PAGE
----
Businesses or organisations looking for an introduction to Europe have a valuable ally, writes John Edward
Europe or the EU is not a single political issue for Scottish and UK debate. It is an entire, cross-sector policy process. Recent speculation from all sides about being all “in” or all “out” – whether as an independent UK or an independent Scotland – is just guess work. The absolutist positions of either can’t, and won’t, be proved until small matters like referendums happen first.
Meantime, the world still turns. Earlier this month saw the typically modest anniversary of a body which has probably done more than any other to keep Scottish interests at the heart of Europe. Steering well away from the often zero-sum politics around the European Union itself, Scotland Europa – a coalition of Scottish public and private interests – marked 20 years of “networking Scotland in Europe”. Celebrations out of the way, its constituent members returned to planning their role in Europe for the next two decades – recognising that little stays static in the EU for long.
Placing Scotland’s potential future in a European context is nothing new - the 1997 White Paper which laid the gound work for the creation of the Scottish parliament made explicit reference to a Scottish presence in Brussels. Five years before, as the Single Market and the Maastricht Treaty came to life, Scotland Europa itself was born in Brussels. It is a sign of how much water has flowed under bridges since then that the political midwife was Ian Lang, a Scottish Conservative Secretary of State.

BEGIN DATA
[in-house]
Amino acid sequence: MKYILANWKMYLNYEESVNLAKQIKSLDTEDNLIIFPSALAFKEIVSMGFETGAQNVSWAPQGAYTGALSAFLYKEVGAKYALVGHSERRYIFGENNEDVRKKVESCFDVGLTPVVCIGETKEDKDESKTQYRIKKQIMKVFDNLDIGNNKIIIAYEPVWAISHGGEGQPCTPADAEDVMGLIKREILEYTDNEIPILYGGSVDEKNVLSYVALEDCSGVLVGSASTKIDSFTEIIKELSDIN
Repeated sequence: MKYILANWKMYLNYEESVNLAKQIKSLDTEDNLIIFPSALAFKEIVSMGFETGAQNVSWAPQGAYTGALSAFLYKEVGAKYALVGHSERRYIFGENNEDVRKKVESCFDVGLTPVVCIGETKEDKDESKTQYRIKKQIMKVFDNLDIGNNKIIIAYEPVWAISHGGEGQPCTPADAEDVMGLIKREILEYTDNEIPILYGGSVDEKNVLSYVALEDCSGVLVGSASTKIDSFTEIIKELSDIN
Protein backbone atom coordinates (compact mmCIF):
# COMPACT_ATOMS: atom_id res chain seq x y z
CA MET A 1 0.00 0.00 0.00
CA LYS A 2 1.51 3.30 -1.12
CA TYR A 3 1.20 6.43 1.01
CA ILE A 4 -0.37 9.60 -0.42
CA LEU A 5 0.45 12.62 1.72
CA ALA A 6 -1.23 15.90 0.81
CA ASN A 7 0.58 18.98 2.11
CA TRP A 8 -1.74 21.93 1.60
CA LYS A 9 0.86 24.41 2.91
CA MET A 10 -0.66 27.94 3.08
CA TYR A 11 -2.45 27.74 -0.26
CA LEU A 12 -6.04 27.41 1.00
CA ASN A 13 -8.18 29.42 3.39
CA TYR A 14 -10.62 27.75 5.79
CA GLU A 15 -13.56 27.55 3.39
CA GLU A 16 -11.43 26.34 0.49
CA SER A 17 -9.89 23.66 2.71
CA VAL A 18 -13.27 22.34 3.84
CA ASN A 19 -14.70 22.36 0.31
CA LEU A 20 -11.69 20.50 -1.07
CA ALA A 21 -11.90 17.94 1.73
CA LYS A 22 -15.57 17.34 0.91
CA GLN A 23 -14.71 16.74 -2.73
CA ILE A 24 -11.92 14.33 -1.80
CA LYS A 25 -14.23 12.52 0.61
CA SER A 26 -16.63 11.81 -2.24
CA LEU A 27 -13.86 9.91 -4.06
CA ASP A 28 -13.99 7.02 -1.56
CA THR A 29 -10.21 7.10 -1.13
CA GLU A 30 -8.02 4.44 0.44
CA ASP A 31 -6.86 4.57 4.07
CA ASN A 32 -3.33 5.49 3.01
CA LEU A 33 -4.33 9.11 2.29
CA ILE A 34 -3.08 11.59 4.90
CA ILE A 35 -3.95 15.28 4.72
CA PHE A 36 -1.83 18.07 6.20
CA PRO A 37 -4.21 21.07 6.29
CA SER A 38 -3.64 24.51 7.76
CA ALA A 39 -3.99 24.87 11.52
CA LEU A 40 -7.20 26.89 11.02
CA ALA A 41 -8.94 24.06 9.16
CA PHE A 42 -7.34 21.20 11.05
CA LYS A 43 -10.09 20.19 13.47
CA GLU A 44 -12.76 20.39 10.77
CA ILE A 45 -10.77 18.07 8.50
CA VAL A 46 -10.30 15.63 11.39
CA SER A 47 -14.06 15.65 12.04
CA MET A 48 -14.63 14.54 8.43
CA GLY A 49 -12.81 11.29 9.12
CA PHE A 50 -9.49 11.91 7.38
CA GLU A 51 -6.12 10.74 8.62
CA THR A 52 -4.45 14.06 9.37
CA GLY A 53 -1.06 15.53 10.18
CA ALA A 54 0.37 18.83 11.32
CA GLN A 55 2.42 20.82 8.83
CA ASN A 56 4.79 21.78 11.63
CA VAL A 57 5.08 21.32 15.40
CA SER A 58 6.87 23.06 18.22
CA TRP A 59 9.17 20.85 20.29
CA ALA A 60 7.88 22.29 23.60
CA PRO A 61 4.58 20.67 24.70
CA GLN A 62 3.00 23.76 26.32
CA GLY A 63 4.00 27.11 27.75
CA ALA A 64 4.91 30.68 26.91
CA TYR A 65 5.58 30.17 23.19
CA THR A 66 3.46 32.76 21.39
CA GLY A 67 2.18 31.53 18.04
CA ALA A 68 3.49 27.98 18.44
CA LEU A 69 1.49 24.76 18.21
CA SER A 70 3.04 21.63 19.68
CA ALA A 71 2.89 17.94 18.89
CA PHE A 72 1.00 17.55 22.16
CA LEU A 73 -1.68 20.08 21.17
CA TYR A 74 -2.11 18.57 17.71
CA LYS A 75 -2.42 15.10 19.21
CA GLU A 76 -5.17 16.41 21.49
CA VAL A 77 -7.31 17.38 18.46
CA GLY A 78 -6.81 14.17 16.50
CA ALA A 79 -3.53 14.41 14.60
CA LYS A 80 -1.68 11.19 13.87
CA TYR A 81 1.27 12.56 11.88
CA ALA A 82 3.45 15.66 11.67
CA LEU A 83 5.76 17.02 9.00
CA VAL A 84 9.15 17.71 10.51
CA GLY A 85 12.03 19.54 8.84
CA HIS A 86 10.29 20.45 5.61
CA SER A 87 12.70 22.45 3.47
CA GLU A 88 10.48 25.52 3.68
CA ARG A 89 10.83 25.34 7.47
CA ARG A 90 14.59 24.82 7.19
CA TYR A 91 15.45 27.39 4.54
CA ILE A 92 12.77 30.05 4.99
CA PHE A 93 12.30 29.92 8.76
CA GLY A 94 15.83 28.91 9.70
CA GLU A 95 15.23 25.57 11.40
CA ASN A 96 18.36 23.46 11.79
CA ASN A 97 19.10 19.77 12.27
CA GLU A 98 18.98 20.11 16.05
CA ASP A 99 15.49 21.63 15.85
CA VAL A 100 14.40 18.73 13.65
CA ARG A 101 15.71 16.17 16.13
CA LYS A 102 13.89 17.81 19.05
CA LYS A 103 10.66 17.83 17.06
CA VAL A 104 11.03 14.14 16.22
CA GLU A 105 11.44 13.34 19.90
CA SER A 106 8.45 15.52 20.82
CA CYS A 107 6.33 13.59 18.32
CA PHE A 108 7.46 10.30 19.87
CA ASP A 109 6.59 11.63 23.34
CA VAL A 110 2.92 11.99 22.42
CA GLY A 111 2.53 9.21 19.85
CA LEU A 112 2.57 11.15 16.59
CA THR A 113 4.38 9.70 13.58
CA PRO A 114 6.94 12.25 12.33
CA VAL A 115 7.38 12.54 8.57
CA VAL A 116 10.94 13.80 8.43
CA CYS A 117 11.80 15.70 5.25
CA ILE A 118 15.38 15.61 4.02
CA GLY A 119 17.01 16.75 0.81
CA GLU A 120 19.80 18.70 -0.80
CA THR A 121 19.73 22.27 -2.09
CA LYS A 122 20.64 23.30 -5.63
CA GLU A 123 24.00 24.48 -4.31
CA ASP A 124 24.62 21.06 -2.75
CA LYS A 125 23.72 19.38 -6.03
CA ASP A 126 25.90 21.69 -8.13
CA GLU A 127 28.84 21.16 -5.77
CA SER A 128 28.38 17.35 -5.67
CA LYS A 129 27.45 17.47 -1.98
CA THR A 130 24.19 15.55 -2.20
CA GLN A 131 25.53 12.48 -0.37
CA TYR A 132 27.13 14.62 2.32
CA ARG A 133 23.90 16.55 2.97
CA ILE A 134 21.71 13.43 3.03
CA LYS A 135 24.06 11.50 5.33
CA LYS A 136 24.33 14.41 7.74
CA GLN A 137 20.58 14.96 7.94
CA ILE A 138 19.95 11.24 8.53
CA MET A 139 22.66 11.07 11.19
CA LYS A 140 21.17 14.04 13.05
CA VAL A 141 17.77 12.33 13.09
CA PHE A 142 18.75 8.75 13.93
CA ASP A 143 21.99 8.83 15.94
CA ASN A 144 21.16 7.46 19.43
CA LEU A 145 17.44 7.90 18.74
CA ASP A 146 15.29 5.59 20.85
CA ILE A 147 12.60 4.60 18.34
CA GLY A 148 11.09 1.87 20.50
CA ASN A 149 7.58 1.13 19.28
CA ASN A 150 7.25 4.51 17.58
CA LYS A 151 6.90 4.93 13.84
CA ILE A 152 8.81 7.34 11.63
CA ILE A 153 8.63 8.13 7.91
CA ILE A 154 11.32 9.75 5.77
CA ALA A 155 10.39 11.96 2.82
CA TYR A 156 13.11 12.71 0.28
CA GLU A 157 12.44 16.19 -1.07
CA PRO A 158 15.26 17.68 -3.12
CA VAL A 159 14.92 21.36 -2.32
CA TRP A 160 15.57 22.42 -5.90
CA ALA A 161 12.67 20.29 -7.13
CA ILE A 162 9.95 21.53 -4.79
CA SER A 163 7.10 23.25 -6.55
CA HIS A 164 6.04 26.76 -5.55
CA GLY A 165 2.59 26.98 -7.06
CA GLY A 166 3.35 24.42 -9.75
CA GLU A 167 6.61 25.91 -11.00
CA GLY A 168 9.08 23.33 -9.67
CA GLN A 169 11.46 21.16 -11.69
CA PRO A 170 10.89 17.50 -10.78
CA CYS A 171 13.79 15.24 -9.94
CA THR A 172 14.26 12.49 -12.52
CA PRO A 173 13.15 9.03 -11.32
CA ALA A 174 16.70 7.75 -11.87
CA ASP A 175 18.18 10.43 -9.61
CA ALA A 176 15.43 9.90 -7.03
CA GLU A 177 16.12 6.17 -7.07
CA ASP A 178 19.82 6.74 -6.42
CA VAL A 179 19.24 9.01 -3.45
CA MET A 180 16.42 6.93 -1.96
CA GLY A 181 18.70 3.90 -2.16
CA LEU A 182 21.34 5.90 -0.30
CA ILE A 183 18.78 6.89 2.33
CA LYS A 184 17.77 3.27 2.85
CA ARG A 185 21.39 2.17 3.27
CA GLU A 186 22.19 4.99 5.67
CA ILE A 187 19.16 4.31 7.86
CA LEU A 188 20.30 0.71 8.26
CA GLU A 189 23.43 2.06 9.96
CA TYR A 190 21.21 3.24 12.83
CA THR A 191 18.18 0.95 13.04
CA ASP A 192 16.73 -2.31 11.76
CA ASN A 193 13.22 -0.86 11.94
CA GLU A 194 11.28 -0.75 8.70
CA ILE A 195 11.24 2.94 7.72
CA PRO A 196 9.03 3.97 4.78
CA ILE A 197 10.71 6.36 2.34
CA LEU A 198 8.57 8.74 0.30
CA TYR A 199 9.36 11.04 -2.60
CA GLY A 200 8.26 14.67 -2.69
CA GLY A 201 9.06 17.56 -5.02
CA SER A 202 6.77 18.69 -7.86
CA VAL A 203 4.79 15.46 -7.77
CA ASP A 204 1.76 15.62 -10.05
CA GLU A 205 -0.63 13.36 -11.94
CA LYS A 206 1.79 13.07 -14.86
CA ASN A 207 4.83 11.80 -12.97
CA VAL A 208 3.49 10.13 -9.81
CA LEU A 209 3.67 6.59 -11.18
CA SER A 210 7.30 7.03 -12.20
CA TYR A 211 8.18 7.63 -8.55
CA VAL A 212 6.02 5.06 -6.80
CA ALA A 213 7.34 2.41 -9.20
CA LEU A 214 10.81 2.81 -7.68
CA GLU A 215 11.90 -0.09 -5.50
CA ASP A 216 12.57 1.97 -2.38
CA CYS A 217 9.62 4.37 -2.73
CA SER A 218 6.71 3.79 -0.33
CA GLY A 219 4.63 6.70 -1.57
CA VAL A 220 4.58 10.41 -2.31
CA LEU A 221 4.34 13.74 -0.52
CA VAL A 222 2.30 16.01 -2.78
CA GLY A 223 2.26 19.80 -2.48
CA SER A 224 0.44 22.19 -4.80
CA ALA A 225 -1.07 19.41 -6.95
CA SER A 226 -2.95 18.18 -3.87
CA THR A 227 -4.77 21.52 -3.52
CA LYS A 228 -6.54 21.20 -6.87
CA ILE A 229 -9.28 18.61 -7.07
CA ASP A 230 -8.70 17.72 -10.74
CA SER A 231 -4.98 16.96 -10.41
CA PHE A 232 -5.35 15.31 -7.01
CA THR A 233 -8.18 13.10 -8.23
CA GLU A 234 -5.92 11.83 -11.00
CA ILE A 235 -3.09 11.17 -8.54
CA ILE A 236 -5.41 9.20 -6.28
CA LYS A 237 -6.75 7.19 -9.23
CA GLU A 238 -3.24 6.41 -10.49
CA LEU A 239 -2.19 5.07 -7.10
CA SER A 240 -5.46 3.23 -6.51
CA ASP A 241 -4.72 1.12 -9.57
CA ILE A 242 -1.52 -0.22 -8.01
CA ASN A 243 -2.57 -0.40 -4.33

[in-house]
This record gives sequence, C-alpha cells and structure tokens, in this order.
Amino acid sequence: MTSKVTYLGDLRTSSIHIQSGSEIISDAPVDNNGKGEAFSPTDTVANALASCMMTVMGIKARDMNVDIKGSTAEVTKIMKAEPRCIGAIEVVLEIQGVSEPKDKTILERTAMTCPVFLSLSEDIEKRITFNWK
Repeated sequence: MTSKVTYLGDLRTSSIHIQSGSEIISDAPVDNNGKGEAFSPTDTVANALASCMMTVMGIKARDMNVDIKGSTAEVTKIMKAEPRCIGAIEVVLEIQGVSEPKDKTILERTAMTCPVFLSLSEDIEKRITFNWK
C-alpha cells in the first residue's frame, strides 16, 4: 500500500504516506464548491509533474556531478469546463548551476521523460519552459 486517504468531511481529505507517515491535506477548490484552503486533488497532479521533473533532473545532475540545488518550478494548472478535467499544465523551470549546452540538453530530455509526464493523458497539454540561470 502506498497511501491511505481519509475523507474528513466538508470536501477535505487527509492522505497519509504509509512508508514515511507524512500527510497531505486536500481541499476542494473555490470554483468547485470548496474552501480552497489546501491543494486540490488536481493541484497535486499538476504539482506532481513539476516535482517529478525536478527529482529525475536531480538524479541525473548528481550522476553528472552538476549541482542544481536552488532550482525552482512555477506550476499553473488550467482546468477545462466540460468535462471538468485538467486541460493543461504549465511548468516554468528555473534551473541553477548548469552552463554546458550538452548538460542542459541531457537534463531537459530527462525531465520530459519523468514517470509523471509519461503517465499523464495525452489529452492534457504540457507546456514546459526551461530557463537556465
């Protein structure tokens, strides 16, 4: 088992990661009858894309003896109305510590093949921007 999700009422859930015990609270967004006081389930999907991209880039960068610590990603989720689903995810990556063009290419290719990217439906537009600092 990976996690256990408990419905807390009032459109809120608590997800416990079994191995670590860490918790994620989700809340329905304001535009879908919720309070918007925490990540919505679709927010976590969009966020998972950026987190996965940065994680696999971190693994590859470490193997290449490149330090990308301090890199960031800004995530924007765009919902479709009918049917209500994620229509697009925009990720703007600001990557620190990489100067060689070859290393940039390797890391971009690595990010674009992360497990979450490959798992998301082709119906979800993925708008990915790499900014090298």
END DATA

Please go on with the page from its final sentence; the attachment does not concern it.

In those days, the EU was a Community of 12, economic and monetary union was a work in progress, the Schengen agreement on open borders had still to take effect and Jacques Delors’ Commission was in its pomp. The ECU and Euro have been through some up and downs since then, but membership of the Union overall has grown first north, then east and south to over double what it was twenty years ago. For Scotland, the main priority in Europe 20 years ago was access to, and effective use of, structural funds, in the pre-enlargement days when parts of Scotland were consistently amongst the most needy in Europe.
Ambitions, however, soon developed beyond tracking down money. The EU’s methods of working – managing both legislation and funding – had earned a reputation for labyrinthine impenetrability. However, given the enormous amount at stake for member states, businesses and related interest groups, Brussels often repaid a little hard work. A vast range of issues and opportunities focused around the EU institutions and were central then, as now, to how the continent worked. Scotland’s choice then was to be on the ground and at the heart.
If sheer weight of numbers were any indication of the presence of opportunities for business, then Brussels is still Aladdin’s cave. Calculations estimate more than 20,000 lobbyists, consultants and interest “representatives” living and working in Brussels. In the sphere of offices representing “regional” concerns – of which Scotland Europa is still one – there are well over 250 based full-time within the confines of the Brussels ring-road.